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Jackson Hole Preview


A look at Bernanke's prior Jackson Hole speeches and the potential for QE3.

MINYANVILLE ORIGINAL Over the past few days, I've been reading and rereading Ben Bernanke's Jackson Hole speeches from the past two years. Arguably, his 2010 speech paved the way for what would be called "QE2," the second round of large-scale Treasury purchases. I've read through many of the reactions that followed his speech two years ago, and most people did not immediately see that Bernanke was telegraphing additional purchases. The reaction was that Bernanke was "ready to provide additional accommodation as necessary." Sounds familiar, right?

The same could be said for Operation Twist and the 2011 speech, where I believe Bernanke attempted to transfer near-term growth to longer-term growth by reducing the long-term borrowing costs of the United States in order to finance greater fiscal stimulus. By some estimates, the annual interest payments of the US have been reduced by $150 billion or more. The speech also focused on the longer-term fiscal sustainability and fiscal policy of the US.

I expect much of the same from Bernanke's speech this year, with him stating that the US economy is still showing sluggish growth and that the Federal Reserve and the FOMC stand ready to provide accommodation.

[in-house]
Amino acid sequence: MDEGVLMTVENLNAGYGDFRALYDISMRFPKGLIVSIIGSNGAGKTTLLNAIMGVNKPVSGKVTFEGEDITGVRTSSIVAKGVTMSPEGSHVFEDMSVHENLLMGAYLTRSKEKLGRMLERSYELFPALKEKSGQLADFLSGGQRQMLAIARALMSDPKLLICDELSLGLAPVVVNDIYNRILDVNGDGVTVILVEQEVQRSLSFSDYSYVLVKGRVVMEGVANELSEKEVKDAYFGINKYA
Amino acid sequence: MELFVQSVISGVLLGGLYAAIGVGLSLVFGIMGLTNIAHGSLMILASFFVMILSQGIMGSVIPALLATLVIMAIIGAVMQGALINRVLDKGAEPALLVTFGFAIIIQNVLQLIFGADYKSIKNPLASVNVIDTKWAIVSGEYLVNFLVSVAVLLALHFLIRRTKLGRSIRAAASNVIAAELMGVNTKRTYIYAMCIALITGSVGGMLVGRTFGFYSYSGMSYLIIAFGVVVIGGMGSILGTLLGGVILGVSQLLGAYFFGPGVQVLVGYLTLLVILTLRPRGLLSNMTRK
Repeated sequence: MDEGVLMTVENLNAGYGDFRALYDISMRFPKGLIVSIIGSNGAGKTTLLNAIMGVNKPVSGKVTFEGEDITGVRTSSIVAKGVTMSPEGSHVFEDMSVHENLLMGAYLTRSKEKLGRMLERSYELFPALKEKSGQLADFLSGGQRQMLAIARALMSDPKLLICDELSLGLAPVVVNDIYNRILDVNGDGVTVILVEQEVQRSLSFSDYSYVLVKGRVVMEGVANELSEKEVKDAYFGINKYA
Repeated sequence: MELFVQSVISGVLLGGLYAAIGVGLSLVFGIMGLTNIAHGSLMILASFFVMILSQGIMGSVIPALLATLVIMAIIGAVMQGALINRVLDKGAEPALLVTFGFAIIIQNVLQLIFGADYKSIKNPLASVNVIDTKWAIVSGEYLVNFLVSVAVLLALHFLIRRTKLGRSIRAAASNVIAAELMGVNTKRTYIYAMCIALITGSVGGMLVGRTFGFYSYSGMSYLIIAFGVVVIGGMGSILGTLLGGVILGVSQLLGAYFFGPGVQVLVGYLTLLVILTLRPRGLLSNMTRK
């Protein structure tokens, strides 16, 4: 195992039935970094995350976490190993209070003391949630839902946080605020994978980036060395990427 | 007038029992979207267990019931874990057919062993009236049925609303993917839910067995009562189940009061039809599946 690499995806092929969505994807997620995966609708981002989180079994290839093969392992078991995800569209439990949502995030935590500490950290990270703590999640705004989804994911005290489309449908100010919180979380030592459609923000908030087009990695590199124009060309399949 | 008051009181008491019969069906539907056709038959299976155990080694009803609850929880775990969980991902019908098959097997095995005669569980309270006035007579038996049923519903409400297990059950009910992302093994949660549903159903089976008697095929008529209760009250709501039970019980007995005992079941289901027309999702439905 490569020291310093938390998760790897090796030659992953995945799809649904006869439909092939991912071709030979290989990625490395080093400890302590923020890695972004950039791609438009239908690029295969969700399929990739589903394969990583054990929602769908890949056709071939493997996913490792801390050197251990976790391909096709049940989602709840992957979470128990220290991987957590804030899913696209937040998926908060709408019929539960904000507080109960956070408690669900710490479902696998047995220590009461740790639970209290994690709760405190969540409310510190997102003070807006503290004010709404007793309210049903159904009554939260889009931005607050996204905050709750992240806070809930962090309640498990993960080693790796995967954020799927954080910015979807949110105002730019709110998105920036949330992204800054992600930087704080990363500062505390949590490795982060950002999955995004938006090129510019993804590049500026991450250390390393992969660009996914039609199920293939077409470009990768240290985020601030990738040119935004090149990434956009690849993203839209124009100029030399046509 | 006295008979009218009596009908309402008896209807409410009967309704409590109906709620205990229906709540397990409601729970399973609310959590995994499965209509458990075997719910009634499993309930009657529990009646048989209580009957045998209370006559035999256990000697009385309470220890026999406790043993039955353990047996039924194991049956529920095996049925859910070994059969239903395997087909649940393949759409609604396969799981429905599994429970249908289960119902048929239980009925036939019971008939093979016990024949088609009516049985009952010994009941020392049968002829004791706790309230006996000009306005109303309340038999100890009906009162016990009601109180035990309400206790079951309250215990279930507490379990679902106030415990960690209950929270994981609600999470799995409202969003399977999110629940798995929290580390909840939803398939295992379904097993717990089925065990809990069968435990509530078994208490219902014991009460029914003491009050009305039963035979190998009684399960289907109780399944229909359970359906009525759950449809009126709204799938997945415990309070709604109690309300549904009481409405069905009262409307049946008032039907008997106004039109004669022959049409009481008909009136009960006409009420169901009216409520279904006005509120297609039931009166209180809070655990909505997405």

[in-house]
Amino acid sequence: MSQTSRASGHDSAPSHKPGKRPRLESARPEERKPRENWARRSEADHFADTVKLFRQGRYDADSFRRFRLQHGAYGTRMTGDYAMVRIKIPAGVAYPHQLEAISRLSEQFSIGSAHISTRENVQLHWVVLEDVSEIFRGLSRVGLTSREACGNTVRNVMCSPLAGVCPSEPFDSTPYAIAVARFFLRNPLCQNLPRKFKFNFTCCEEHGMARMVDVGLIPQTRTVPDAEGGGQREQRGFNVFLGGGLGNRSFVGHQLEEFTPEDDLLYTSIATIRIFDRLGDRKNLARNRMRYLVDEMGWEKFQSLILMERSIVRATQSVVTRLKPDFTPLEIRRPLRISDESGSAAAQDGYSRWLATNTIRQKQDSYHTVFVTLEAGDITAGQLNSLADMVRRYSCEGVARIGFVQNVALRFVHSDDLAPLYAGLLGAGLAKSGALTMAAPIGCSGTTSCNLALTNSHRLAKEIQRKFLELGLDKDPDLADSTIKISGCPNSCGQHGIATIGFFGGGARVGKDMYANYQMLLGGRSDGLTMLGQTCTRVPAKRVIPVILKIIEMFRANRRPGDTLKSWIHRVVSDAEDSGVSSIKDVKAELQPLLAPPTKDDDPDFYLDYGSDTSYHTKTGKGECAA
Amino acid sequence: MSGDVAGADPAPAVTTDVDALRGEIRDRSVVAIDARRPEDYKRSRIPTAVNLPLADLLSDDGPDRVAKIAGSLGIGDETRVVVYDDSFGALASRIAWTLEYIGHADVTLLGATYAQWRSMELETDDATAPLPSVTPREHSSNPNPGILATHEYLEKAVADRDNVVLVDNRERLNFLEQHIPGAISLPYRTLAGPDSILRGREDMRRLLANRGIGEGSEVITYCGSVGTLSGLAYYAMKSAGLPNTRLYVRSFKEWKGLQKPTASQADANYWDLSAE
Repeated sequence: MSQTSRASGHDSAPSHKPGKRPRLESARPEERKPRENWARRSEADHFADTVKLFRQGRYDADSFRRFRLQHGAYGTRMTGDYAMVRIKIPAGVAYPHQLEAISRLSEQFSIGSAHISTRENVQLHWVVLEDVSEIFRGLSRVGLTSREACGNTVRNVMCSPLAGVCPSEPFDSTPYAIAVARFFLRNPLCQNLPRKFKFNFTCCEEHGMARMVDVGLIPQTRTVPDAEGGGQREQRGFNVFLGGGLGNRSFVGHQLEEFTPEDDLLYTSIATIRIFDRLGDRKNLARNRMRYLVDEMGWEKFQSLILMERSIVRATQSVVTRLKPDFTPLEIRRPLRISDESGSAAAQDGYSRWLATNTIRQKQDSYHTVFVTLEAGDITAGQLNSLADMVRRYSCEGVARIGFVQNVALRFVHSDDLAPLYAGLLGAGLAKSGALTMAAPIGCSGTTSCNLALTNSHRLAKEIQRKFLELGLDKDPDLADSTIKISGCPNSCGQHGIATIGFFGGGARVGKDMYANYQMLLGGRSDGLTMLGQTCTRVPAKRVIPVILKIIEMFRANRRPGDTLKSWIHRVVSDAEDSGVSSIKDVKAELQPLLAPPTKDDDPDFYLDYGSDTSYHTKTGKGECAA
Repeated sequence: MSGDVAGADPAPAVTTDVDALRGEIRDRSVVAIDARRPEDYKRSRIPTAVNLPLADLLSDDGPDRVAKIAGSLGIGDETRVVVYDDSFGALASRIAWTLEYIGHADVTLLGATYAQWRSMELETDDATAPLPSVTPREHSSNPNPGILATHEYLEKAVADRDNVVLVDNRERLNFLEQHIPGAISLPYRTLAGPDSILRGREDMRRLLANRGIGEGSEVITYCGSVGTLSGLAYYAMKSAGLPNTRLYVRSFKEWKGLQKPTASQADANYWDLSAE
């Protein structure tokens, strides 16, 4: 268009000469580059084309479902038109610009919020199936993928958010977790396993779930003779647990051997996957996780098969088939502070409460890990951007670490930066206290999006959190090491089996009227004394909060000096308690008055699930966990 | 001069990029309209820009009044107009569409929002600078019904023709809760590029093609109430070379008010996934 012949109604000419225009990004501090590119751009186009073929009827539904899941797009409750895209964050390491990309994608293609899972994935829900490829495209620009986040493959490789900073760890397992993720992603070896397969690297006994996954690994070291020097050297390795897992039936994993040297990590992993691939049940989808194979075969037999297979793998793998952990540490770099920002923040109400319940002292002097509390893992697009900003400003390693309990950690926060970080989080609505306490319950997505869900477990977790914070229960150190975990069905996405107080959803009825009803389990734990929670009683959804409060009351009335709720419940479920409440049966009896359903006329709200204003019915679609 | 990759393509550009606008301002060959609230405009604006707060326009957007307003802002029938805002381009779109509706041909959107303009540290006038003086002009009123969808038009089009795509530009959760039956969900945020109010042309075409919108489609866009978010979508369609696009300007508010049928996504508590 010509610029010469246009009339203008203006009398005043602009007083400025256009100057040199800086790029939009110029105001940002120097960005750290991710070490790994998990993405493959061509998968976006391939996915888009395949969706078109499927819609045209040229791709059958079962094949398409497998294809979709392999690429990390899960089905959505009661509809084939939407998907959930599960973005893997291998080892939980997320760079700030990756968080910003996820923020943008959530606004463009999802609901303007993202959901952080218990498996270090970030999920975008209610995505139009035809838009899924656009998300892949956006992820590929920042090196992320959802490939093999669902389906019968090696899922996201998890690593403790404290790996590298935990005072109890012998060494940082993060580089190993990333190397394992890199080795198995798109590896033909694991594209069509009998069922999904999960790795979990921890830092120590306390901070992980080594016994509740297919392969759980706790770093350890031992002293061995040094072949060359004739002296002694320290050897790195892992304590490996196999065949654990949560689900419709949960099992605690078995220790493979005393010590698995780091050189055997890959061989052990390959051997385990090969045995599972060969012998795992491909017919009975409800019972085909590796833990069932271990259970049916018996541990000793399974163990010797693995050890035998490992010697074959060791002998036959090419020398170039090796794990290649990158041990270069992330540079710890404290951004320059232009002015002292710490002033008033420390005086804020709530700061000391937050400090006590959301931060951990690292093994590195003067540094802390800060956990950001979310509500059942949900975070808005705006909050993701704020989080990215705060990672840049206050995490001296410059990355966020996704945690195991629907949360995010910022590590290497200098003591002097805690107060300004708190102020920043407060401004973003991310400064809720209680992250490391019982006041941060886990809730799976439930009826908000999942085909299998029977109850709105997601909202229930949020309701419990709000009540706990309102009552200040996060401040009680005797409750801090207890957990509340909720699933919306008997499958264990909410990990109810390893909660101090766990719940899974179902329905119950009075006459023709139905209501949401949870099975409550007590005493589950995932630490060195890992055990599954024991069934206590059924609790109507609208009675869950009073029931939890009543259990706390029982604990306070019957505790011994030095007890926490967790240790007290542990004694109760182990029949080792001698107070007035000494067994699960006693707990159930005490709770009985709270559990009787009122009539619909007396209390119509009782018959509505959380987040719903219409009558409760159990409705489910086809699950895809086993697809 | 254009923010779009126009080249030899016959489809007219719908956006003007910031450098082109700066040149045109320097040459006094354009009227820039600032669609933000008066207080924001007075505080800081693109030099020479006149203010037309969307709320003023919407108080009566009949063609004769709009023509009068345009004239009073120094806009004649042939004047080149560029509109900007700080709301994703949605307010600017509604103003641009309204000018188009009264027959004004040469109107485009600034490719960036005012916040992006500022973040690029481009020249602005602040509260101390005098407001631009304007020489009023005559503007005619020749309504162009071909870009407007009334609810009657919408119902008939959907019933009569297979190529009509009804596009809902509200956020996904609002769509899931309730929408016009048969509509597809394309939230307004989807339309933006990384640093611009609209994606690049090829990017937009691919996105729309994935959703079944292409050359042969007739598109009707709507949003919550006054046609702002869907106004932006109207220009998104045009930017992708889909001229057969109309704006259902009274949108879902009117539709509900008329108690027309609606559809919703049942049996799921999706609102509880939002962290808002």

I believe that Bernanke will not make any clear indication of whether or not the Fed will make additional purchases of Treasury securities and is not likely to announce any new purchases this year until the extension of Operation Twist expires at the end of the year. In previous FOMC releases over the past year, the Committee has stated that it is waiting to determine the efficacy of the new program. It is more likely that the Fed will explore new options to increase lending or nominal growth targets, such as unemployment, inflation, or GDP.

The biggest question I ask is: With corporate bond yields at record lows, Treasury yields at record lows, mortgage prepayment speeds at record highs, mortgage bond yields at record lows, and corporate default rates at record lows, what would additional purchases accomplish? Yes, in theory, these yields could continue to make record lows. But if the goal of QE is to push investors out of safe assets and into more risky, longer-duration assets, then there aren't that many alternatives left.

I do not think that the Fed will extend its rate guidance out to 2015, as has been previously expected. The Federal Reserve governors only make economic forecasts out to two years, which is why the low rate guidance has been set to that range. However, one paragraph from the most recent FOMC may suggest a change to this (emphasis mine):

Many members expressed support for extending the Committee's forward guidance, but they agreed to defer a decision on this matter until the September meeting in order to consider such an adjustment in the context of updates to participants' individual economic projections and the Committee's further consideration of its policy options.

So the FOMC may be exploring economic projections further out? Seems a bit silly, as the accuracy of these three-year forecasts would be suspect.

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